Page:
Before photography was elevated to an art form, it was a craft. Somewhere between journalism and portraiture, technically-skilled people with a creative streak caught moments, and then made prints. Alfred Stieglitz wanted to make endless copies and sell them as cheaply as newspapers, and Edward Weston or Ansel Adams never numbered or limited their work to editions. Photographers made a living selling their prints, not creating images. The prints varied in size and in quality. Sometimes different papers were used, or new negatives, or different chemical processes. Often, prints made by an assistant were technically superior, but didn’t have the provenance.
In the 1970s, when photography was discovered as an art form, the issues around existing prints had to be addressed. The first wave of great photographers were no longer working or had passed away, so the existing prints defined the final number of pieces in circulation. The edition became finite and limited by circumstance.
Fine art photographers began working around the concept of editions, sometimes bound to the arrangement within which they showed their work. Bernd and Hilla Becher in Düsseldorf did limited editions, and showed their relatively small prints in arranged grids of 3×3 or 4×4 images. Fine art photography really hit a stride with the acceptance of color photography. Color work by William Eggleston, and especially the large-format work by Stephen Shore or light-boxes by Jeff Wall, really established photography as a true artistic language, rather than a creative accident.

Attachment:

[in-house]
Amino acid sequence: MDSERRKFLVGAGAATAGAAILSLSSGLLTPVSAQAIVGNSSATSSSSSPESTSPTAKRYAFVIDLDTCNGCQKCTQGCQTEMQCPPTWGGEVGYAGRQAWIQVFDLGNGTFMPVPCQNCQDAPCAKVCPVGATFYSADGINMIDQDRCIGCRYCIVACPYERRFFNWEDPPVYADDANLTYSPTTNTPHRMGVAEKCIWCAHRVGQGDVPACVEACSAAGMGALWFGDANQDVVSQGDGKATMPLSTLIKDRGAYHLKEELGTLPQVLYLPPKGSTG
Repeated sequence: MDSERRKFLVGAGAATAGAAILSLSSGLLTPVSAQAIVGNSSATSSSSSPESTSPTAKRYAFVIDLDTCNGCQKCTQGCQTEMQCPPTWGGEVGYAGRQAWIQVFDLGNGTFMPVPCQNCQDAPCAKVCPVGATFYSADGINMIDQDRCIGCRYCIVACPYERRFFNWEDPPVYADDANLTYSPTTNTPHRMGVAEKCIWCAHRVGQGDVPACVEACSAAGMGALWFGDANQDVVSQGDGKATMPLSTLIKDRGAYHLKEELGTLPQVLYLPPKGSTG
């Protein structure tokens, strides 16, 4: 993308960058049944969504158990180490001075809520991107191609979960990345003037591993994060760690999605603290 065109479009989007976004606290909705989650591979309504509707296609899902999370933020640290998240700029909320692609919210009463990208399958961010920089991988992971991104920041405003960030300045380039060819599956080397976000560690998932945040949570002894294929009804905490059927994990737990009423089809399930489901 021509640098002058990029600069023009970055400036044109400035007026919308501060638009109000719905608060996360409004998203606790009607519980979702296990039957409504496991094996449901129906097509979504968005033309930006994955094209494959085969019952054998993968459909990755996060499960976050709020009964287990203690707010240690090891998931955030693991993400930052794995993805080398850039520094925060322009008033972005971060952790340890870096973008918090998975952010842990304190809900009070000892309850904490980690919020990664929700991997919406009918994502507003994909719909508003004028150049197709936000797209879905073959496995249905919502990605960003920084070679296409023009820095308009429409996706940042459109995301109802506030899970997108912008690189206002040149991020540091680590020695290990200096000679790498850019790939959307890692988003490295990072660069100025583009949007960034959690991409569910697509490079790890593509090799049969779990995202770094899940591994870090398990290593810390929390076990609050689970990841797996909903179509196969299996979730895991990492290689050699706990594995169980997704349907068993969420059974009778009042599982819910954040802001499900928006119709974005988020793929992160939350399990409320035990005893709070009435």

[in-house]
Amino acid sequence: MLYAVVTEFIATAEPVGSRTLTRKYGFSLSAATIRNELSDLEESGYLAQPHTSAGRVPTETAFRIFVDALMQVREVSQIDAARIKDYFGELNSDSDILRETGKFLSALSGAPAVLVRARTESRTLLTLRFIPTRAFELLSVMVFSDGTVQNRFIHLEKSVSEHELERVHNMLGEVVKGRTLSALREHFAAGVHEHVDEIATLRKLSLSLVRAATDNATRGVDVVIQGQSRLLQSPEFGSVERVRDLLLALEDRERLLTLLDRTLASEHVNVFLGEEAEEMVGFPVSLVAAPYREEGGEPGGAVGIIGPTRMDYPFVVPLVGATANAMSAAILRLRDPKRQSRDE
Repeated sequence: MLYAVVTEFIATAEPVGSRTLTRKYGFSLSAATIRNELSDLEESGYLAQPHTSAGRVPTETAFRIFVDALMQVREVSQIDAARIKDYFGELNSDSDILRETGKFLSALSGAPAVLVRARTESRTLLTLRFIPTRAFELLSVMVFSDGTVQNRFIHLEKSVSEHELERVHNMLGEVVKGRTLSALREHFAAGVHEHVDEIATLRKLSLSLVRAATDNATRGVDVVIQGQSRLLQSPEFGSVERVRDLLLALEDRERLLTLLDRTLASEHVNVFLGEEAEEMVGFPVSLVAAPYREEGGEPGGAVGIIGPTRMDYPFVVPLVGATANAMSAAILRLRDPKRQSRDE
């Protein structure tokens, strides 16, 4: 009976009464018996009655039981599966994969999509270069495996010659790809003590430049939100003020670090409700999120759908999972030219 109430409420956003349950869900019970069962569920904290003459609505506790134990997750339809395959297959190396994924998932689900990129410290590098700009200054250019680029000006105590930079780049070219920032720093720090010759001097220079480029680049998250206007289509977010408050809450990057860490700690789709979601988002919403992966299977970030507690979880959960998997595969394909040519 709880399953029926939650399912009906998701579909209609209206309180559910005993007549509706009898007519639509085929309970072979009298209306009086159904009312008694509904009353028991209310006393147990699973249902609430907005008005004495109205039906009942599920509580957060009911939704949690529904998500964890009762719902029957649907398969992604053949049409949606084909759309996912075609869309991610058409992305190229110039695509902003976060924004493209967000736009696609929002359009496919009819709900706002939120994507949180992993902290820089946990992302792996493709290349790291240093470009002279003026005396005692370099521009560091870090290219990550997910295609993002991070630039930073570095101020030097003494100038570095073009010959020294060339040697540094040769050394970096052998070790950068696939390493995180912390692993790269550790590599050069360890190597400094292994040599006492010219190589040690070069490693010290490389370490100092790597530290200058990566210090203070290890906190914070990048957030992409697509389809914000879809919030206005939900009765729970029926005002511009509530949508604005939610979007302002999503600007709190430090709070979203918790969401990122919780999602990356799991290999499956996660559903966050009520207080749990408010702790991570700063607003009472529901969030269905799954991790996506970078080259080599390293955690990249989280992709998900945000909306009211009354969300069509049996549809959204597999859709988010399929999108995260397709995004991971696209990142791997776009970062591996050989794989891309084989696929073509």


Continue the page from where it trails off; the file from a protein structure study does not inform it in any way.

At the time artists really started using color photography as a medium, print-making was still an inherent part of the creative process. The artist worked in a darkroom, hand-making large prints. Replication in the 1970s felt futuristic, and was a comment on society. Andy Warhol worked with photography and with silk-screens, in which he made unique pieces based on stencils that insisted on recognisable repetition. Jeff Wall’s light-boxes were a reference to ubiquitous advertisement. For fine art photographers, making multiple versions of the same image was an integral part of the art form, it wasn’t just a way to create indiscriminate iterations of the same piece so they could sell more of them. Their hands-on process was as much art as a sculptor casting a bust. They made the print that was ultimately sold and framed.
The art world began expecting editions from photographic artists. There would be two or three different sizes, each with a certain number of available prints, plus some hold-backs that were considered Artist Proofs or Display Prints. But over time the idea of editions has lost its meaning. Most photographers now print digitally. Even those who shoot film will scan the negatives and then handle the image as a data file. Pretty much all artists at the top of the field use high-end fine-art reproduction houses like Grieger in Düsseldorf or Recom in Berlin. In a time when a digital file can be printed on profiled paper from a calibrated printer, and endless replication is commonplace, the concept of making editions is entirely removed from the art. Editions are being sold by photographers because that has become the business model. It has no merit, and exists largely due to historical development.